That's how AMD sets things up. But does it really matter?
Posted on Reply
#8
Dristun
In 6 months time cue people claim that 5700XT is killer value at 390$ and boast about results with undervolting while AMD throws another 3 games on top.
I start to think that it's just their business plan all along.
Posted on Reply
#9
kings
bug, post: 4074544, member: 157434"
That's how AMD sets things up. But does it really matter?
Only it would be nice to have more models to choose from!

When custom Navi cards arrive, Nvidia already have saturated the market. Nowadays, almost anyone wants these cards with blower cooler.
Posted on Reply
#10
Vya Domus
kings, post: 4074578, member: 180022"
Nvidia already have saturated the market.
And if the AIBs cards were launched simultaneously the market wouldn't have been saturated ? Reference designs hit the market first then aftermarket models, this has always been the norm not the exception.
Posted on Reply
#11
bug
kings, post: 4074578, member: 180022"
Only it would be nice to have more models to choose from!

When custom Navi cards arrive, Nvidia already have saturated the market. Nowadays, almost anyone wants these cards with blower cooler.
Just look at the Steam surveys and the sorry excuse of a market share AMD GPUs have. The timing of custom designs is the least of their worries.
Posted on Reply
#12
kings
Vya Domus, post: 4074599, member: 169281"
And if the AIBs cards were launched simultaneously the market wouldn't have been saturated ? Reference designs hit the market first then aftermarket models, this has always been the norm not the exception.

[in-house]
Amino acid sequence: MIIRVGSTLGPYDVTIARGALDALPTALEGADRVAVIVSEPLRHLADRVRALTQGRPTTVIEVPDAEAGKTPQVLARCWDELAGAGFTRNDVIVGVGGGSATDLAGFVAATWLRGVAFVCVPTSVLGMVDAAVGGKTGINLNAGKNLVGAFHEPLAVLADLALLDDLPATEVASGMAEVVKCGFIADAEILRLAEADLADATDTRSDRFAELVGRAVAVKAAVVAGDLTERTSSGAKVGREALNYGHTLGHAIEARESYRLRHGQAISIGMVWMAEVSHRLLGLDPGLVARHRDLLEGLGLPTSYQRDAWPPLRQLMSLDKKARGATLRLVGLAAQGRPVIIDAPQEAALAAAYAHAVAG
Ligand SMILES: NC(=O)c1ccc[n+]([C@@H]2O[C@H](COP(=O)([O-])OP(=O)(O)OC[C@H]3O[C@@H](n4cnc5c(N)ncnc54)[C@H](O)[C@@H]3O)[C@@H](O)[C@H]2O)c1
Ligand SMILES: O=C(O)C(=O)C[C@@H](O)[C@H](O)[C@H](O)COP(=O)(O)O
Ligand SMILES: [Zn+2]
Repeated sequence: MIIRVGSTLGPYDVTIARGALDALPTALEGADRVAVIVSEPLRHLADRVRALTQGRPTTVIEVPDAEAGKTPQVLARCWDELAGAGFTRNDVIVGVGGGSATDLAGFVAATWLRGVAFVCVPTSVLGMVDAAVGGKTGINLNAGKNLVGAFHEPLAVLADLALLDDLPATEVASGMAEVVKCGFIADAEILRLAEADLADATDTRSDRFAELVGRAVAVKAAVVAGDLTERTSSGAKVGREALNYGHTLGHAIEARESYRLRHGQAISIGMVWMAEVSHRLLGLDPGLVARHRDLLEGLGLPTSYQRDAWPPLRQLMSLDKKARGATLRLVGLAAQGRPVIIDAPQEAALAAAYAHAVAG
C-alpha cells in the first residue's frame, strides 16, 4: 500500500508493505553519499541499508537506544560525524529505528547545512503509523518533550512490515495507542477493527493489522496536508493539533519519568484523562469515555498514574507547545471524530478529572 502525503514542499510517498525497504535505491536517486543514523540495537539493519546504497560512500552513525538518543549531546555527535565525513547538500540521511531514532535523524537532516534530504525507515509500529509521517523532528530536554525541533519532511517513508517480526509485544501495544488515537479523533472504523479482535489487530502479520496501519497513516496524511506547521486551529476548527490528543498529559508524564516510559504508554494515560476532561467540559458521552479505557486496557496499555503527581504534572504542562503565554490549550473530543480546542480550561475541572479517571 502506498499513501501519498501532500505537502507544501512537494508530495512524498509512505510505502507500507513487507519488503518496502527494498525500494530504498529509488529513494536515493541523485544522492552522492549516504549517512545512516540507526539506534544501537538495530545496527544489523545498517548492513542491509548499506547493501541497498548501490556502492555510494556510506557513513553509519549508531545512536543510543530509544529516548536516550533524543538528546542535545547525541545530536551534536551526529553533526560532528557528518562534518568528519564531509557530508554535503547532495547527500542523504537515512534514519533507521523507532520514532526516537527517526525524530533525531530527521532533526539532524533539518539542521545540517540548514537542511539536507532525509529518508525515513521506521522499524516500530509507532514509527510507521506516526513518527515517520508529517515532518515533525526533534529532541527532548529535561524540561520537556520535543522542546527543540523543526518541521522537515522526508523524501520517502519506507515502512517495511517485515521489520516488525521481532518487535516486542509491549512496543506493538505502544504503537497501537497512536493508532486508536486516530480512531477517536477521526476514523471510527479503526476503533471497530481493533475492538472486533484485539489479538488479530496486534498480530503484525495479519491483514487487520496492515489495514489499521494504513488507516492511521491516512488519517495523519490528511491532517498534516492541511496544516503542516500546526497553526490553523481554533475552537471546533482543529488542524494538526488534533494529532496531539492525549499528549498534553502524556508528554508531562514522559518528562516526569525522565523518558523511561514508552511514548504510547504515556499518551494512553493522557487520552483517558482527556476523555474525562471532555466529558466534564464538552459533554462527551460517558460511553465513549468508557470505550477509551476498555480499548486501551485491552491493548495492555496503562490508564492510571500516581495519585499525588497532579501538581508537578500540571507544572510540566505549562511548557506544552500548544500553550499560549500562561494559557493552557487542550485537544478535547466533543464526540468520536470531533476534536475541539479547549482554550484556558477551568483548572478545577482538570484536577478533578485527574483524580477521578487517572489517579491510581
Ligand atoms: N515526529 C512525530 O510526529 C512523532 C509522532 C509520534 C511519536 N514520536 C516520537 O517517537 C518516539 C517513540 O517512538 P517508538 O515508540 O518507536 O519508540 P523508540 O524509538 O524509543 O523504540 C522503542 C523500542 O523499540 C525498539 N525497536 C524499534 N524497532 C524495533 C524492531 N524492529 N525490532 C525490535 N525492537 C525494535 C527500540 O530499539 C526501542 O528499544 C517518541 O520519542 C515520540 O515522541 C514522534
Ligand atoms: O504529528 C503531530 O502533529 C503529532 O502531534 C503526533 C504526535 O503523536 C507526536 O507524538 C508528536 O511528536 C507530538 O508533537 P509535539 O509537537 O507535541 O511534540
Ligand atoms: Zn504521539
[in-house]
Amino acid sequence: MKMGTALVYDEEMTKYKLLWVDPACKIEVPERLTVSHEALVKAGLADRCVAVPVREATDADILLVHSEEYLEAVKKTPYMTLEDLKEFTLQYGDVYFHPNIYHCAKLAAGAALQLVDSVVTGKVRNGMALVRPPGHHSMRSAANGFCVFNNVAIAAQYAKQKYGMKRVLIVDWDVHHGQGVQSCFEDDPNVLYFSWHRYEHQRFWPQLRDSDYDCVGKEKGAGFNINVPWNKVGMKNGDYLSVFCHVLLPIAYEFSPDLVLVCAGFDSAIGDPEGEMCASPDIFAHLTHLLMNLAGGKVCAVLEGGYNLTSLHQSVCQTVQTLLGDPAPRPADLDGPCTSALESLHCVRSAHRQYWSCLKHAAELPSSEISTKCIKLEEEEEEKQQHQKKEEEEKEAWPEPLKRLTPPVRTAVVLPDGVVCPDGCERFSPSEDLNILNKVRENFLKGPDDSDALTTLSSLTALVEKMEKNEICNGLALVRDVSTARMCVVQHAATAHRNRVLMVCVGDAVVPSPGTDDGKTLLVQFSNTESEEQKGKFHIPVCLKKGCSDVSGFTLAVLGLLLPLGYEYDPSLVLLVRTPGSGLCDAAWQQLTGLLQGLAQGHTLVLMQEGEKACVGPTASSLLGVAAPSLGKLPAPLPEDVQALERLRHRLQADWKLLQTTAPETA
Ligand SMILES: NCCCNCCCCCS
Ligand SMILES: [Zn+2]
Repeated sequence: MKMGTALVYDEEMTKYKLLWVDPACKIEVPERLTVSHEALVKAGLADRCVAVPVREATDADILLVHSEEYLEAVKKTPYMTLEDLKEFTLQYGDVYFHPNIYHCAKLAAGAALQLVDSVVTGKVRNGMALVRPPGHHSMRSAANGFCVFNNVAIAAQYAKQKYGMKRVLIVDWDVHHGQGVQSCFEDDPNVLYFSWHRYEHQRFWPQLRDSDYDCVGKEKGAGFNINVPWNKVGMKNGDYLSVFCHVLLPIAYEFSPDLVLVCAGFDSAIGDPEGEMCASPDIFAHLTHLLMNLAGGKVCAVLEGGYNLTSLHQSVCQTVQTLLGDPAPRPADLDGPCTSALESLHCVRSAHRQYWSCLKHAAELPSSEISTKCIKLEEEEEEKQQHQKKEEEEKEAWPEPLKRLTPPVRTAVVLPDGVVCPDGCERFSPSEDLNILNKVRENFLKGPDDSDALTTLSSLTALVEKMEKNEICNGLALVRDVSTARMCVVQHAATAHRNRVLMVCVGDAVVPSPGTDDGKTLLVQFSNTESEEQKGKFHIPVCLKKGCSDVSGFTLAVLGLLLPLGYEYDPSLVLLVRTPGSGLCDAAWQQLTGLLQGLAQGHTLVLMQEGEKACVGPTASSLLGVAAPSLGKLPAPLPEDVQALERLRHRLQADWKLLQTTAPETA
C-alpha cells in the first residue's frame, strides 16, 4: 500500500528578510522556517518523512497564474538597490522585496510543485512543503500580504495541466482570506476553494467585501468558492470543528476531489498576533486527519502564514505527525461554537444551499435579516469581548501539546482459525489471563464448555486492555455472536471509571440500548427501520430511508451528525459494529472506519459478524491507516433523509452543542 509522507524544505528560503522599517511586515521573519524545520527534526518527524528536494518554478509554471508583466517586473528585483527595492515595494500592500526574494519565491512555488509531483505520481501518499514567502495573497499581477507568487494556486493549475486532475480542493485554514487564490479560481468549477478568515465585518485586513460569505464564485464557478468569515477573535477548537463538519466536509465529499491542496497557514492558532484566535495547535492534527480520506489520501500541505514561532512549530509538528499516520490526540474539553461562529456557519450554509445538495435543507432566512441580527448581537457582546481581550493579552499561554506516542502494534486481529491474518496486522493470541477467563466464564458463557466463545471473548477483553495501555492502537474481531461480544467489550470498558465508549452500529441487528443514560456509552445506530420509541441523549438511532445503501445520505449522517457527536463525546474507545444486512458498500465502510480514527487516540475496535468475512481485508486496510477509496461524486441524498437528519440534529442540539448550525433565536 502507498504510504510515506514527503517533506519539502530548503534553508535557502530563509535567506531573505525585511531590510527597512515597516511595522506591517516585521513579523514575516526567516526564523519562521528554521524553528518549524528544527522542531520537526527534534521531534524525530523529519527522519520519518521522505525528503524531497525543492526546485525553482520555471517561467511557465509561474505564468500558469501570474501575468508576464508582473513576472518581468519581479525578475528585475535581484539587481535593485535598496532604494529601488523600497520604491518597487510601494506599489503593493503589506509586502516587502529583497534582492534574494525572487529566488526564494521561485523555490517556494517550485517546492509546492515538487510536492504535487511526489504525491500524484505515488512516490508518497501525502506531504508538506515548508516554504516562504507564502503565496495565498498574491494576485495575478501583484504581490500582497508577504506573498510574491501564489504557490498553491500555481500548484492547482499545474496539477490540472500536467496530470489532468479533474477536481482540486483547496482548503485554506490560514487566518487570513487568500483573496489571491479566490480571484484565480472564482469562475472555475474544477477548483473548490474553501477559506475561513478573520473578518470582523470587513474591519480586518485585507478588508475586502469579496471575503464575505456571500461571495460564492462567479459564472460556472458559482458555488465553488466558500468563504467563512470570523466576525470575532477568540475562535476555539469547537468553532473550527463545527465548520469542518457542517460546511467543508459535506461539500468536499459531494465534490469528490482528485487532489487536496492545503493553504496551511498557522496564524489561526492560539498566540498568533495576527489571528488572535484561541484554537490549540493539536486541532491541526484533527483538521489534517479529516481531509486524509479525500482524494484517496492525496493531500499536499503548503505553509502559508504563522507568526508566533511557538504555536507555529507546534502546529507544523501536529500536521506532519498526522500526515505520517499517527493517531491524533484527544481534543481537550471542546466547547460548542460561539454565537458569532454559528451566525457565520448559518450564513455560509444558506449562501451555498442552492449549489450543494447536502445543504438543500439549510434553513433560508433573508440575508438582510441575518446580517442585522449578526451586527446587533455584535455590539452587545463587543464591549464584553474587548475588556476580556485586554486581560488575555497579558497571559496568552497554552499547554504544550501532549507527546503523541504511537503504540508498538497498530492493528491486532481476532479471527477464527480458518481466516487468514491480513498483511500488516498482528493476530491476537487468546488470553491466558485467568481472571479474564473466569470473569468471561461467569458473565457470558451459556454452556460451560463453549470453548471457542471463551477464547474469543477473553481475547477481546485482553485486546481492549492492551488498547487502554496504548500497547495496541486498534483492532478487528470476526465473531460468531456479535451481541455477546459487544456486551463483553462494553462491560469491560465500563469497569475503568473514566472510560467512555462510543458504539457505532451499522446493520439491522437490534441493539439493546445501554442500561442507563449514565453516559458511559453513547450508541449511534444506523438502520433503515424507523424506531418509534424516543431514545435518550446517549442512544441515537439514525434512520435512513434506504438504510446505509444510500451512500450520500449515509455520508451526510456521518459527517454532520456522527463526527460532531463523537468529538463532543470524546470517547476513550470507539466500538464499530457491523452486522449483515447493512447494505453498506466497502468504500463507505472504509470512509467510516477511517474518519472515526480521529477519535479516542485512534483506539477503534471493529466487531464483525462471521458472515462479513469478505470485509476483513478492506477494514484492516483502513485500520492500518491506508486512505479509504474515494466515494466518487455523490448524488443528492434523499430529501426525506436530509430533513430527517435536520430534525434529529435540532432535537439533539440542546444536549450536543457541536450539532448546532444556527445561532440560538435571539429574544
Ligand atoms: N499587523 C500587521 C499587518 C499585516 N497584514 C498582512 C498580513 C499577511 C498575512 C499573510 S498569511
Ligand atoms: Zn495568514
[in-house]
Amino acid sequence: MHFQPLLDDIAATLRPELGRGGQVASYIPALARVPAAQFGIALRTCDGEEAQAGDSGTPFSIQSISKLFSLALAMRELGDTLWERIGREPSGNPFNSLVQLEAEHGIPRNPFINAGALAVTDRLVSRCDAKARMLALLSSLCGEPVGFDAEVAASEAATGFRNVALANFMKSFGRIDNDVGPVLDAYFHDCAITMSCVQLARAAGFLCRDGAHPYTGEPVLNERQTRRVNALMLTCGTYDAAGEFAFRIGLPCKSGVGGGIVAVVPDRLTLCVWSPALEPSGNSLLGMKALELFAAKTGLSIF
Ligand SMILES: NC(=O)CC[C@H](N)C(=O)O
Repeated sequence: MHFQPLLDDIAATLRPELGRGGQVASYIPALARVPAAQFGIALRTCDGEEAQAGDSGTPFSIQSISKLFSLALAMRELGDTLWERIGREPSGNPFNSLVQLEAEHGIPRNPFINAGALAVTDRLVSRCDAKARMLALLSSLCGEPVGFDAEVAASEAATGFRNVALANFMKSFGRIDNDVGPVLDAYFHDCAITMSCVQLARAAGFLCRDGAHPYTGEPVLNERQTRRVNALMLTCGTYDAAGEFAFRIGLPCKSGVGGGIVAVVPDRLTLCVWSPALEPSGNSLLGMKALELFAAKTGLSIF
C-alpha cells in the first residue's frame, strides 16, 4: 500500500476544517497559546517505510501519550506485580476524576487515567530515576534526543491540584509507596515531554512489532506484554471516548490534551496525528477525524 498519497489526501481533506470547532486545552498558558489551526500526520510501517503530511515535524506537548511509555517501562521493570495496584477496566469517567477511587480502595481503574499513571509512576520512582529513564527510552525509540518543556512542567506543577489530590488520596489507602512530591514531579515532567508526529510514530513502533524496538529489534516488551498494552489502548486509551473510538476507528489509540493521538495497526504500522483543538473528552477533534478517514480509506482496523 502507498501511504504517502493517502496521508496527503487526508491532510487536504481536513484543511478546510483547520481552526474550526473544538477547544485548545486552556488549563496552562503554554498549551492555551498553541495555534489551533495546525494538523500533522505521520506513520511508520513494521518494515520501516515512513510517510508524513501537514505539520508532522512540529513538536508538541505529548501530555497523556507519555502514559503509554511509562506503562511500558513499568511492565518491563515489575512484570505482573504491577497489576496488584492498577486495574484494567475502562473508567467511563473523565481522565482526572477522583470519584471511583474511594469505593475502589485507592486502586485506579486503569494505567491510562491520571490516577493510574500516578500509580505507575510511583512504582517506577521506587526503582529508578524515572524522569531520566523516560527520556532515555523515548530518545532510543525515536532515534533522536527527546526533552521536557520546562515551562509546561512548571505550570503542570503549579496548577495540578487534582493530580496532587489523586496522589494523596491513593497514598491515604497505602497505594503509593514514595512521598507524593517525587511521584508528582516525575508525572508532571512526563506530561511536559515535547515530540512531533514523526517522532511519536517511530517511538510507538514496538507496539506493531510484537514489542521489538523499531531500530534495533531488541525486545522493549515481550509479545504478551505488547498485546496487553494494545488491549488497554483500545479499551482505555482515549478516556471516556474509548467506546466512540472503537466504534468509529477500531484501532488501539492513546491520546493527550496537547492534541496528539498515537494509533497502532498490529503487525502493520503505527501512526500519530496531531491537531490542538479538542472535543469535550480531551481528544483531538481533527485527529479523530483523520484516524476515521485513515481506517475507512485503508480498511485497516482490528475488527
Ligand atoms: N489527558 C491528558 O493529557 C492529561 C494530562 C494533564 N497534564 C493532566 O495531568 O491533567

I'm not saying it's not the norm, just that in AMD cards it usually takes a long time, sometimes 2 months after launch!

As I said, nowadays few people want a card with a blower cooler and if in the meantime the competition releases new cards (RTX Super) with better cooling and identical performance, it is more likely that people buy these.
Posted on Reply
#13
bug
kings, post: 4074612, member: 180022"
I'm not saying it's not the norm, just that in AMD cards it usually takes a long time, sometimes 2 months after launch!

As I said, nowadays few people want a card with a blower cooler and if in the meantime the competition releases new cards (RTX Super) with better cooling and identical performance, it is more likely that people buy these.
I think Vega was a special case, it took some time till people figured out how to cool it.

But still, buying at launch has seldom been a good idea. You have to let the prices settle first. When you do that, it doesn't really matter whether custom designs were available on day 1. That said, what Nvidia is doing, working with 3rd parties so they have the needed knowledge in time for a product launch is brilliant.